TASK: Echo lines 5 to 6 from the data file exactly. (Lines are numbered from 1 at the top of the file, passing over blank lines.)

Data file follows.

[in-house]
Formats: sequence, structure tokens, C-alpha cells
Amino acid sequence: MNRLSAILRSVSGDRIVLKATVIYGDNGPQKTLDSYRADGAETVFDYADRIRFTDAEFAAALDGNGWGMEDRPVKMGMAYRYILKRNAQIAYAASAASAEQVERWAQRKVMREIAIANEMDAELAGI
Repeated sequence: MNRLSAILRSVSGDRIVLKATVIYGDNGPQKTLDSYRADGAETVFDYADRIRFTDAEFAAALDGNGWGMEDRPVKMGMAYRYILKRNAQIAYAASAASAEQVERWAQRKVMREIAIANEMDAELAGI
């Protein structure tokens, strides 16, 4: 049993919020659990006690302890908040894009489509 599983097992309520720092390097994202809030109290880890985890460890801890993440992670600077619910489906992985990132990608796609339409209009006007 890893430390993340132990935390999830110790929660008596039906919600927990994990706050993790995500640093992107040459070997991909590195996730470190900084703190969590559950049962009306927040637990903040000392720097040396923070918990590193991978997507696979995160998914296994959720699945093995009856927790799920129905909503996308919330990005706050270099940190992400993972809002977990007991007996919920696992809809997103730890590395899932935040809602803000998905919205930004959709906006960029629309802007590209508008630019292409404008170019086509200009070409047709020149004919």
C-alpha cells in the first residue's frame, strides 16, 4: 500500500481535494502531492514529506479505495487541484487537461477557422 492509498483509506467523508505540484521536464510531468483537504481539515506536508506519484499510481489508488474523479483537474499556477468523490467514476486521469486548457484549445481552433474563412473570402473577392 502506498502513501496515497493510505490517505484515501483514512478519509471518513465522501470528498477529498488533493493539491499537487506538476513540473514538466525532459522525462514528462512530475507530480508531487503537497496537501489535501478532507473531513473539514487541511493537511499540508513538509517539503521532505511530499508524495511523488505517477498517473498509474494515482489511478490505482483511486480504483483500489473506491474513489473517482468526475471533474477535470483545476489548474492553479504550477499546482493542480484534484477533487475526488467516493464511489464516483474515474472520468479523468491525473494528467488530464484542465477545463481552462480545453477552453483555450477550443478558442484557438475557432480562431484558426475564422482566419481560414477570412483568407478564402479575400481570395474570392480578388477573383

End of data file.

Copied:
């Protein structure tokens, strides 16, 4: 049993919020659990006690302890908040894009489509 599983097992309520720092390097994202809030109290880890985890460890801890993440992670600077619910489906992985990132990608796609339409209009006007 890893430390993340132990935390999830110790929660008596039906919600927990994990706050993790995500640093992107040459070997991909590195996730470190900084703190969590559950049962009306927040637990903040000392720097040396923070918990590193991978997507696979995160998914296994959720699945093995009856927790799920129905909503996308919330990005706050270099940190992400993972809002977990007991007996919920696992809809997103730890590395899932935040809602803000998905919205930004959709906006960029629309802007590209508008630019292409404008170019086509200009070409047709020149004919």
C-alpha cells in the first residue's frame, strides 16, 4: 500500500481535494502531492514529506479505495487541484487537461477557422 492509498483509506467523508505540484521536464510531468483537504481539515506536508506519484499510481489508488474523479483537474499556477468523490467514476486521469486548457484549445481552433474563412473570402473577392 502506498502513501496515497493510505490517505484515501483514512478519509471518513465522501470528498477529498488533493493539491499537487506538476513540473514538466525532459522525462514528462512530475507530480508531487503537497496537501489535501478532507473531513473539514487541511493537511499540508513538509517539503521532505511530499508524495511523488505517477498517473498509474494515482489511478490505482483511486480504483483500489473506491474513489473517482468526475471533474477535470483545476489548474492553479504550477499546482493542480484534484477533487475526488467516493464511489464516483474515474472520468479523468491525473494528467488530464484542465477545463481552462480545453477552453483555450477550443478558442484557438475557432480562431484558426475564422482566419481560414477570412483568407478564402479575400481570395474570392480578388477573383